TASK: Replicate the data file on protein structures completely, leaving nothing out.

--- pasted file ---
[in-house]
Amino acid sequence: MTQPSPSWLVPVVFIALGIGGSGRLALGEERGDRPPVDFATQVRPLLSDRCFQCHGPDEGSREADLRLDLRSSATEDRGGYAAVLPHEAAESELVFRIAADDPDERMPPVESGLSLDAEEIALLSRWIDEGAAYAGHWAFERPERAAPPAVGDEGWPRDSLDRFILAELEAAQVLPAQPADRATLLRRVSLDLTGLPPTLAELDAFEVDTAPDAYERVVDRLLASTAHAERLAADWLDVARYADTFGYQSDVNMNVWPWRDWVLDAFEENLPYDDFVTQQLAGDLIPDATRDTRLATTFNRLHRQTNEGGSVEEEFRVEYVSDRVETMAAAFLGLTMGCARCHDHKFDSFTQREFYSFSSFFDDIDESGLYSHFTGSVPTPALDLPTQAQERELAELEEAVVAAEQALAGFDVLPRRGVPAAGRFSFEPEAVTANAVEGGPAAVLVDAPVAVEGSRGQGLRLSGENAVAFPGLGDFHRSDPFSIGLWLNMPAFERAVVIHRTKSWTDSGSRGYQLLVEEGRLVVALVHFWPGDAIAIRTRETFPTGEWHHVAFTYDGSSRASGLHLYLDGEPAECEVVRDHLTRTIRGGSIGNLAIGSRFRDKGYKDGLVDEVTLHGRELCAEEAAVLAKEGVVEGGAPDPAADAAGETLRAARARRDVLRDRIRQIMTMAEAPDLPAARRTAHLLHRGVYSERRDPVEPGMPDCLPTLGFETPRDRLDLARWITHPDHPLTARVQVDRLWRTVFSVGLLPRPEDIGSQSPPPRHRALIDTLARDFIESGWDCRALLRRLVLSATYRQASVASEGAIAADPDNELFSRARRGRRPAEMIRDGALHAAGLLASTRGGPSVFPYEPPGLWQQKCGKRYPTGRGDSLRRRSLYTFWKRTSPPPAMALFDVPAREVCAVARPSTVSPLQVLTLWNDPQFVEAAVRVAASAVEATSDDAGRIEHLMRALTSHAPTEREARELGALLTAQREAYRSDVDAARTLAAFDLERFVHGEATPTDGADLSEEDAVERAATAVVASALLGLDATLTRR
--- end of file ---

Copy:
[in-house]
Amino acid sequence: MTQPSPSWLVPVVFIALGIGGSGRLALGEERGDRPPVDFATQVRPLLSDRCFQCHGPDEGSREADLRLDLRSSATEDRGGYAAVLPHEAAESELVFRIAADDPDERMPPVESGLSLDAEEIALLSRWIDEGAAYAGHWAFERPERAAPPAVGDEGWPRDSLDRFILAELEAAQVLPAQPADRATLLRRVSLDLTGLPPTLAELDAFEVDTAPDAYERVVDRLLASTAHAERLAADWLDVARYADTFGYQSDVNMNVWPWRDWVLDAFEENLPYDDFVTQQLAGDLIPDATRDTRLATTFNRLHRQTNEGGSVEEEFRVEYVSDRVETMAAAFLGLTMGCARCHDHKFDSFTQREFYSFSSFFDDIDESGLYSHFTGSVPTPALDLPTQAQERELAELEEAVVAAEQALAGFDVLPRRGVPAAGRFSFEPEAVTANAVEGGPAAVLVDAPVAVEGSRGQGLRLSGENAVAFPGLGDFHRSDPFSIGLWLNMPAFERAVVIHRTKSWTDSGSRGYQLLVEEGRLVVALVHFWPGDAIAIRTRETFPTGEWHHVAFTYDGSSRASGLHLYLDGEPAECEVVRDHLTRTIRGGSIGNLAIGSRFRDKGYKDGLVDEVTLHGRELCAEEAAVLAKEGVVEGGAPDPAADAAGETLRAARARRDVLRDRIRQIMTMAEAPDLPAARRTAHLLHRGVYSERRDPVEPGMPDCLPTLGFETPRDRLDLARWITHPDHPLTARVQVDRLWRTVFSVGLLPRPEDIGSQSPPPRHRALIDTLARDFIESGWDCRALLRRLVLSATYRQASVASEGAIAADPDNELFSRARRGRRPAEMIRDGALHAAGLLASTRGGPSVFPYEPPGLWQQKCGKRYPTGRGDSLRRRSLYTFWKRTSPPPAMALFDVPAREVCAVARPSTVSPLQVLTLWNDPQFVEAAVRVAASAVEATSDDAGRIEHLMRALTSHAPTEREARELGALLTAQREAYRSDVDAARTLAAFDLERFVHGEATPTDGADLSEEDAVERAATAVVASALLGLDATLTRR